Jason Yat-sen Li, Labor candidate for Bennelong at Eastwood Mall, Sydney.

Jason Yat-Sen Li, Labor candidate for Bennelong. Photo: Sasha Woolley

There are many successful Chinese-Australians but for reasons I never have been able to fully understand, the media plucked Jason Yat-Sen Li from the loaded ranks of the talented Chinese and made him a celebrity. His profile reached its peak in 1999, when he was in his 20s, during the referendum campaign for a republic. Li was a cheerleader for the republic vote, which was roundly defeated and lost in every state.

Rudd's phone call to Li was based on several links. 

Suddenly, 14 years later, at age 41, Li has popped up again, and once again the media has tagged him a ''celebrity'', this time as the Labor candidate for the conspicuous marginal seat of Bennelong, where the Howard era came to an ignominious end in 2007. John Howard didn't know when to quit; the voters of Bennelong dealt ruthlessly with his vanity. They were ruthless with Julia Gillard, too, in 2010, when the seat went back to the Liberals.

When Kevin Rudd was preparing his return and his revenge this year, Bennelong, his trophy seat in 2007, was a natural target, with a narrow 3 per cent majority for the Liberal incumbent, John Alexander. It is also a seat with a heavy concentration of Asian voters - 28 per cent, mostly Chinese. After the original Labor candidate had to withdraw over matters related to ICAC, Rudd looked almost 9000 kilometres away for his candidate. He called Li in Beijing.

During the 2007 campaign, Labor shamelessly played the race card in Bennelong against Howard, emphasising Rudd's fluency in Mandarin, his links to China and his Chinese son-in-law. In a book about the 2007 campaign waged by former ABC journalist Maxine McKew, The Battle For Bennelong, journalist Margot Saville was given such access to McKew's campaign that on election day she was in the candidate's home when McKew was still in her pyjamas.

Saville writes about encountering ''a crack team of Chinese and Korean-speaking 20-somethings sent in by ALP head office''. Her book has numerous examples of the race-conscious strategy Labor deployed. Six years later, Rudd is playing the race card in Bennelong with bare-knuckled determination.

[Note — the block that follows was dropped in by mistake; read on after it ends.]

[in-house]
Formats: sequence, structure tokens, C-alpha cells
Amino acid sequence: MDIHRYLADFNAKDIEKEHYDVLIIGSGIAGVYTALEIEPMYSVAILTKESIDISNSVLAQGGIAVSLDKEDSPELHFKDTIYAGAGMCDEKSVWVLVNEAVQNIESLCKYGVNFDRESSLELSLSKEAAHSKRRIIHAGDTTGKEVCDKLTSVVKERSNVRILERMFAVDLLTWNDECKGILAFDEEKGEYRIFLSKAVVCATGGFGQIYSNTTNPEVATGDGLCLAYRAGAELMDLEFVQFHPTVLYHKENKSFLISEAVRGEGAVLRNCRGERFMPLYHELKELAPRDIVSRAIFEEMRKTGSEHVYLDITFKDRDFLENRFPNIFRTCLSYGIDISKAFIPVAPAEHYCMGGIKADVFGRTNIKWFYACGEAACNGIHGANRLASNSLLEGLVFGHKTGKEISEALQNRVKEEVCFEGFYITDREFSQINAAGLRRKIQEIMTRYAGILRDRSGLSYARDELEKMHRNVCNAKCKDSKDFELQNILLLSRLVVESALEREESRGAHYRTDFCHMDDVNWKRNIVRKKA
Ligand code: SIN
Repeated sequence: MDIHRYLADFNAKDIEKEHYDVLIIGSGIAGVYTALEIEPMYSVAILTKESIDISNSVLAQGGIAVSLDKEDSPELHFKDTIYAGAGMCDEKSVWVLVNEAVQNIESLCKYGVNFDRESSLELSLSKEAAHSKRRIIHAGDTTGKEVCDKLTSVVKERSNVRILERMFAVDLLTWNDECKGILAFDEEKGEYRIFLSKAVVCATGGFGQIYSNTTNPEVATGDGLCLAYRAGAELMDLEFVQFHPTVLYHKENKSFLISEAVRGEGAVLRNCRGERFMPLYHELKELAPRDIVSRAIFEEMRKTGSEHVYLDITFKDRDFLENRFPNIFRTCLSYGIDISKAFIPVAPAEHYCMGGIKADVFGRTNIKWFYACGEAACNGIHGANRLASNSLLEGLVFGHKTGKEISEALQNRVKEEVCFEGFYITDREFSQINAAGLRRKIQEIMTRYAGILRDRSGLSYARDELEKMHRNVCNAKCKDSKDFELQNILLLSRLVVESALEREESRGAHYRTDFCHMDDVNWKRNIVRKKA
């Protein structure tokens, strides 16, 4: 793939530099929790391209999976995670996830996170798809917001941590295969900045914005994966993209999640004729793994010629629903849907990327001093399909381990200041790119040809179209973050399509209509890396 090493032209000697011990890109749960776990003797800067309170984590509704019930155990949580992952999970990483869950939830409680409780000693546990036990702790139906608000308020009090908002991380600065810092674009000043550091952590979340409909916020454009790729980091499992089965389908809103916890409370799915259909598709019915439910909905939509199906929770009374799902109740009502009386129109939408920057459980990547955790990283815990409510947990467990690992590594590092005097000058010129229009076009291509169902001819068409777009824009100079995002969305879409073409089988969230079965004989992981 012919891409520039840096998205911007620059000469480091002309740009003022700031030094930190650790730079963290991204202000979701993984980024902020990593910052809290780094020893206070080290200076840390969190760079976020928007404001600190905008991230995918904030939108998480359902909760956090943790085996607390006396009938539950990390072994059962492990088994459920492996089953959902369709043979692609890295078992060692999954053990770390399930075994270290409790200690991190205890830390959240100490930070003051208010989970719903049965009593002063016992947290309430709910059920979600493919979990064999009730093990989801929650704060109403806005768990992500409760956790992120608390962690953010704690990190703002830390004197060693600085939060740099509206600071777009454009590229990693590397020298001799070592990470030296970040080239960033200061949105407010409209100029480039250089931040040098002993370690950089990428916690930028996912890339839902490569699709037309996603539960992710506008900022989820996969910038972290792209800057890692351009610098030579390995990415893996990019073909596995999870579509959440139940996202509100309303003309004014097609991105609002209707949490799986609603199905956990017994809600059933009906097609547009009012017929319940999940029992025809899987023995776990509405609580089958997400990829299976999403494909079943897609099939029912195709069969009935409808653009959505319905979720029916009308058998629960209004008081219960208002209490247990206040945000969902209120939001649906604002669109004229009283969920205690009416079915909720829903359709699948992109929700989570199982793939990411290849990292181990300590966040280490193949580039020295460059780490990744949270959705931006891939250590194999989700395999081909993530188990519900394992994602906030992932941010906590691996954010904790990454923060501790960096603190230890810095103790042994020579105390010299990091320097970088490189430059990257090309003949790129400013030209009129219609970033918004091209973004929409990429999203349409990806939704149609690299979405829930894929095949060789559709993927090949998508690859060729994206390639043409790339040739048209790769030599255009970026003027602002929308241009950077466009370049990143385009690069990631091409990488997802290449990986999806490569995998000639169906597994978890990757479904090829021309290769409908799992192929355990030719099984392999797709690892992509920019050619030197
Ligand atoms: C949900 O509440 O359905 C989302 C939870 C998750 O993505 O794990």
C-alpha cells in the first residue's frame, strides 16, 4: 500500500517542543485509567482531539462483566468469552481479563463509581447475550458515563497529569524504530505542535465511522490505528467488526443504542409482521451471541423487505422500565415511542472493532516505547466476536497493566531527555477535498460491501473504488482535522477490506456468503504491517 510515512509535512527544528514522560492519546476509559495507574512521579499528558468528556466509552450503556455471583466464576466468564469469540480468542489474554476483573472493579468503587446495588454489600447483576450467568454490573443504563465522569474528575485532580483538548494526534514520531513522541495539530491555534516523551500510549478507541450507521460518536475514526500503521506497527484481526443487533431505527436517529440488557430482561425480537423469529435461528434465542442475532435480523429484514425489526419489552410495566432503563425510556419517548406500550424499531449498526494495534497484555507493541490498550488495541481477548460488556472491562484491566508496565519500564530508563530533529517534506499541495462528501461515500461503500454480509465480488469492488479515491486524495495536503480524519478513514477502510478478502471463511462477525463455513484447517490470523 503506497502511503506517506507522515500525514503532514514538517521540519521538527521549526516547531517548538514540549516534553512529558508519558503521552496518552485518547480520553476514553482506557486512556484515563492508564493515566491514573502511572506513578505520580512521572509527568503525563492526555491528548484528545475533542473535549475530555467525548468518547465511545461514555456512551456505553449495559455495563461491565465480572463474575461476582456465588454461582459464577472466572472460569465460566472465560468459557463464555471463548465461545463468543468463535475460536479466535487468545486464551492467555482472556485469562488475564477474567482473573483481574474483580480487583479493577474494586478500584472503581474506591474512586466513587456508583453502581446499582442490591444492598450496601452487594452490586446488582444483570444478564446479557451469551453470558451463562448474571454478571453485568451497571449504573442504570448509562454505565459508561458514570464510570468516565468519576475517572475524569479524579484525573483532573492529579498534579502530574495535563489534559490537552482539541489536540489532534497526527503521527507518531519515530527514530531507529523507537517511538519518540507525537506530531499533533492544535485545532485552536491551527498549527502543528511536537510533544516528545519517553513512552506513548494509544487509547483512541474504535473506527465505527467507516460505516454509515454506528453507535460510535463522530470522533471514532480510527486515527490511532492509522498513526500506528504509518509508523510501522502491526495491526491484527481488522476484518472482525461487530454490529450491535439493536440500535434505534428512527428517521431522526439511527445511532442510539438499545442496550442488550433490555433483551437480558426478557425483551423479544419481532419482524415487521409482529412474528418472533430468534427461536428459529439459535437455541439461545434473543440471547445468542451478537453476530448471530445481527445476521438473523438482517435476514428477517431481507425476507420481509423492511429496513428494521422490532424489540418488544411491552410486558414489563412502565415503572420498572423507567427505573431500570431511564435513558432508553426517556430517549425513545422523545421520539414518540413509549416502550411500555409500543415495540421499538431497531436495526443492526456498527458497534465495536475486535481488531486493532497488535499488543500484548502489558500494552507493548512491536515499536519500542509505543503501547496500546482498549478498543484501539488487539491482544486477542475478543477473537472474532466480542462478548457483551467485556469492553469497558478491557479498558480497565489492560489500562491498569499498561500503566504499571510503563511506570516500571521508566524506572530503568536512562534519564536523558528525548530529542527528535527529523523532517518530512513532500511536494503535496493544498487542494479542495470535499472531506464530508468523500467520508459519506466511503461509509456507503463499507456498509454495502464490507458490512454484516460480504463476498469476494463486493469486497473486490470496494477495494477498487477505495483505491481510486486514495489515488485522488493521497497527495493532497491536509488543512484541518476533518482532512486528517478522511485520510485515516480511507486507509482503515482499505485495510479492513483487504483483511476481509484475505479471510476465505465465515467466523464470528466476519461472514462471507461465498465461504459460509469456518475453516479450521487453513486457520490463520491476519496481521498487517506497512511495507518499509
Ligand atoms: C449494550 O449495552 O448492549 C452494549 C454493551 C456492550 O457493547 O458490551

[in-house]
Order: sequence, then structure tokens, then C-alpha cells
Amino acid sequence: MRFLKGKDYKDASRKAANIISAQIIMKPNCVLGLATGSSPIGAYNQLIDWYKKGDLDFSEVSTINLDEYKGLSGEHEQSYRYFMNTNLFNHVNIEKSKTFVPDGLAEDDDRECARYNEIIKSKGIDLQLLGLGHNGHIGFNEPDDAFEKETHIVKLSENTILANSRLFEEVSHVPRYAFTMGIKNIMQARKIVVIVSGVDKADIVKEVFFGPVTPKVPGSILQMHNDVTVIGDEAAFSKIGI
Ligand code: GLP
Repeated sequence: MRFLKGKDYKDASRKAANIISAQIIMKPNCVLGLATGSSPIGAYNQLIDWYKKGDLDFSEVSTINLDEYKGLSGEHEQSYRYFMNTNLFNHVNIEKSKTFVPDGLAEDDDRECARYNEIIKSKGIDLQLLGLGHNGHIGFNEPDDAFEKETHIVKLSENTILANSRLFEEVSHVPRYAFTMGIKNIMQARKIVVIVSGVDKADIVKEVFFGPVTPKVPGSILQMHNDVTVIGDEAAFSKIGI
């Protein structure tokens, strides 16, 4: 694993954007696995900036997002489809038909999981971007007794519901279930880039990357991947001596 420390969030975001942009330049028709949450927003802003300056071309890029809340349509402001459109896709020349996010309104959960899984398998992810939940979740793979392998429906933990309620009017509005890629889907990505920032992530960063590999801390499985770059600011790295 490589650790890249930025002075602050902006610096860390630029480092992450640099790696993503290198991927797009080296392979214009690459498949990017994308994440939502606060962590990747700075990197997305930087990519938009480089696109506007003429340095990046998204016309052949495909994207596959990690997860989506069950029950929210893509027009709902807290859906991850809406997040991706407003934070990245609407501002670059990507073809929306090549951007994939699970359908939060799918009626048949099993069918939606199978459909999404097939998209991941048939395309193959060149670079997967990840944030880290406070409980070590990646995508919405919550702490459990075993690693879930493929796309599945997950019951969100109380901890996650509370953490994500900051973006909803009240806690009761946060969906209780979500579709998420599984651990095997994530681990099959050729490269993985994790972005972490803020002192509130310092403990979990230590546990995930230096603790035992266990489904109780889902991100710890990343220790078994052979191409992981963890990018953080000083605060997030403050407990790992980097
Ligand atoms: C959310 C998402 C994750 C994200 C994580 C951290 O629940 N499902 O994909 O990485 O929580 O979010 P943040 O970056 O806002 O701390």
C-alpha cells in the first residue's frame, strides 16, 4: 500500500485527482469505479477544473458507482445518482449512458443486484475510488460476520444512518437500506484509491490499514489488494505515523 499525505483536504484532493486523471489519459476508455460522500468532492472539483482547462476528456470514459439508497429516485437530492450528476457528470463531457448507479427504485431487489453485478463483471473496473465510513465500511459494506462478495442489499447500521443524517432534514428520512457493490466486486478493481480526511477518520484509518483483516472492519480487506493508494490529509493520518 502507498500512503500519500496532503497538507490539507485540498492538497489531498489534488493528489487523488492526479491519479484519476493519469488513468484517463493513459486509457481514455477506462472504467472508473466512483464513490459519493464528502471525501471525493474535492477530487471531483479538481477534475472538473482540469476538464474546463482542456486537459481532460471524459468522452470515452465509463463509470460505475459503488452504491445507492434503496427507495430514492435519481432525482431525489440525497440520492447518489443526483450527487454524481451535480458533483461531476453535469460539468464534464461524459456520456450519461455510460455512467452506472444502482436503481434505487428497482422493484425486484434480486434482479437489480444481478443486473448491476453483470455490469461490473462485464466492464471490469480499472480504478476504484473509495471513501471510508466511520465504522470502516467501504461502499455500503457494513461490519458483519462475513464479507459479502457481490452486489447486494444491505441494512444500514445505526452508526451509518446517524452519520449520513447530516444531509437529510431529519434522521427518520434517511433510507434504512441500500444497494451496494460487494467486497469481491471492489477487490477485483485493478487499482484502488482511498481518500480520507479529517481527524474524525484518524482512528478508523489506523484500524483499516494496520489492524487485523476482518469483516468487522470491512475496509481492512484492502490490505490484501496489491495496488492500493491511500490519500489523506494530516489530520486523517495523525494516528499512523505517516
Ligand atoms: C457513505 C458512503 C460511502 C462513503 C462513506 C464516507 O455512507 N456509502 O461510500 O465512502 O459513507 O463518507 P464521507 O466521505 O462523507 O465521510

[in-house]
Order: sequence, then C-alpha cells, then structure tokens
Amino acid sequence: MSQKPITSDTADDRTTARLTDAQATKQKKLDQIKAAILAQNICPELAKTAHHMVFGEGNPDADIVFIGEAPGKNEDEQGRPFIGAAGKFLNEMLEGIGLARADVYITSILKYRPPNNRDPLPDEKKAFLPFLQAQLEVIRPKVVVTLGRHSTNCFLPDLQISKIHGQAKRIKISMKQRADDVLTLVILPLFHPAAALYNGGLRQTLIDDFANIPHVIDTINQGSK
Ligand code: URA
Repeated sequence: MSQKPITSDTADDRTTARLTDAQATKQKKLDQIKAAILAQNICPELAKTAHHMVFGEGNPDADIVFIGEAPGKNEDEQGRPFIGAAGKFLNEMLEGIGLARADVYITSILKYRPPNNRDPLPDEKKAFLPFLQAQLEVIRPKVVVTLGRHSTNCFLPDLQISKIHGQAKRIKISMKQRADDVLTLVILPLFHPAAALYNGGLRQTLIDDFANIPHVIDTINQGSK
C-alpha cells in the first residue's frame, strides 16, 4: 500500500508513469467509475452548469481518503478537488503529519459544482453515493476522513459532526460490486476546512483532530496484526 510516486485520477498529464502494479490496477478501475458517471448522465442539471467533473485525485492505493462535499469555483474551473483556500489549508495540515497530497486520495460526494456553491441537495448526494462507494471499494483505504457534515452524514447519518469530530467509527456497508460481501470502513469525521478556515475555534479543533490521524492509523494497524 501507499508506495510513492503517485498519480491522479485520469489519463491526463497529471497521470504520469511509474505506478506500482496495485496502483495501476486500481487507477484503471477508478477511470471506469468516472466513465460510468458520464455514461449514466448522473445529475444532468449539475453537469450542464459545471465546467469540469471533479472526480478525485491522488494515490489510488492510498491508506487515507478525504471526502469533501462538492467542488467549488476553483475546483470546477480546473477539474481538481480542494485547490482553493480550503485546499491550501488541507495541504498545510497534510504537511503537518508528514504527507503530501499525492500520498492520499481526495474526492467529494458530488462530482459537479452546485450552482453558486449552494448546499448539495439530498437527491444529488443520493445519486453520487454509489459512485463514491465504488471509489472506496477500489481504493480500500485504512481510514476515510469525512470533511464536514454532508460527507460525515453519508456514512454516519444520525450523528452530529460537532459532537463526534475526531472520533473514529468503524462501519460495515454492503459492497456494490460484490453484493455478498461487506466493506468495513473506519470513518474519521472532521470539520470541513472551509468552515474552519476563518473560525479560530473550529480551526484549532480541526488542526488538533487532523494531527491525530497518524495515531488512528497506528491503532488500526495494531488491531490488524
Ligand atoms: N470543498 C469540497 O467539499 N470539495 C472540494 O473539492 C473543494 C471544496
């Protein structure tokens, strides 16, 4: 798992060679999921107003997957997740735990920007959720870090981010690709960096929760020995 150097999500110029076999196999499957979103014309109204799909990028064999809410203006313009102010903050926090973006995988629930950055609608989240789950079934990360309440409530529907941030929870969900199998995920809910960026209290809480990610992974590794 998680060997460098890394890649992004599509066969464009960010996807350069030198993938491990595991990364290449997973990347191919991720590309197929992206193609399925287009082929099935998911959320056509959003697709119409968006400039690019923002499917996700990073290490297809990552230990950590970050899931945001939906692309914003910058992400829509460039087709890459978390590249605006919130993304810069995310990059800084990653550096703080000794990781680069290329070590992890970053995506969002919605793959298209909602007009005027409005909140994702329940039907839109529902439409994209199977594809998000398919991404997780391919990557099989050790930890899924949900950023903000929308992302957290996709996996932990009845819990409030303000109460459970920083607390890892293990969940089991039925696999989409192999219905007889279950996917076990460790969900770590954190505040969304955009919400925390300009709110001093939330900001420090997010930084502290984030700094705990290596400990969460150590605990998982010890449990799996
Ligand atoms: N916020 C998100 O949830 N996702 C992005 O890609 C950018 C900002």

His candidate has deployed different calibrations when he speaks to the mainstream media and the Chinese media. This has been noticed by Chinese members of the Liberal Party, which has been translating stories from the Chinese-language media. In a recent edition of the Australian Chinese Daily, a translation reads: ''Local business leaders give all-out support to Jason Li and promise they will fund his campaign unlimited. So far, he has raised $400,000 in funding.

''Li said if he could gain over 60 per cent of Chinese votes he can win this campaign, become the first Chinese member in the House of Representatives, and let Chinese communities' voices be heard.

''Li said he is born and grew up in Australia, speaking fluent English, Mandarin and Cantonese. He knows the needs of both the mainstream of Australia society and Chinese communities, and has experiences in facilitating trade between Australia and China. If he can be the federal member for Bennelong he can be the bridge between Australia society and Chinese community. This will significantly benefit the Chinese communities in political, economic, cultural and social aspects.''

The campaign material on Li's election website also requires translation even though it is in English:

''I am a Sydney boy who was born and grew up in the suburbs.''

Translation: I've been parachuted into this seat by Labor.

''We will buy a home in the electorate and we care about the cost of living.''

Translation: I have never lived in the electorate.

''I am an entrepreneur running three companies that I founded.''

Translation: I am not running any company right now because I am running for Parliament.

One day Li was in Beijing, where he has a consultancy advising Australian companies doing business with China, and the next he was in Eastwood, door-knocking, making calls and doing interviews. Rudd's phone call to Li was based on several links, most obviously their mutual backgrounds dealing with China. Li's wife Lucy is a friend of Rudd's daughter Jessica. Jessica's husband, Albert Tse, an immigrant from Hong Kong, is a lawyer and banker, and the men know each other. Li also has a brother-in-law who has a chemist shop in the electorate.

Just as Li has leveraged his Chinese background and language to seek business opportunities in China, Australia's largest trading partner, he is now leveraging his ethnicity, this time in politics. Some Chinese voters in Bennelong will probably vote for Li because he is Chinese. Some non-Chinese voters may vote against him for the same reason, regarding him as a parachutist from Beijing. Most voters, especially those with mortgages, family plans and small businesses, will look beyond race and at policy, and the record of six years of Rudd-Gillard government.

Twitter: @Paul_Sheehan_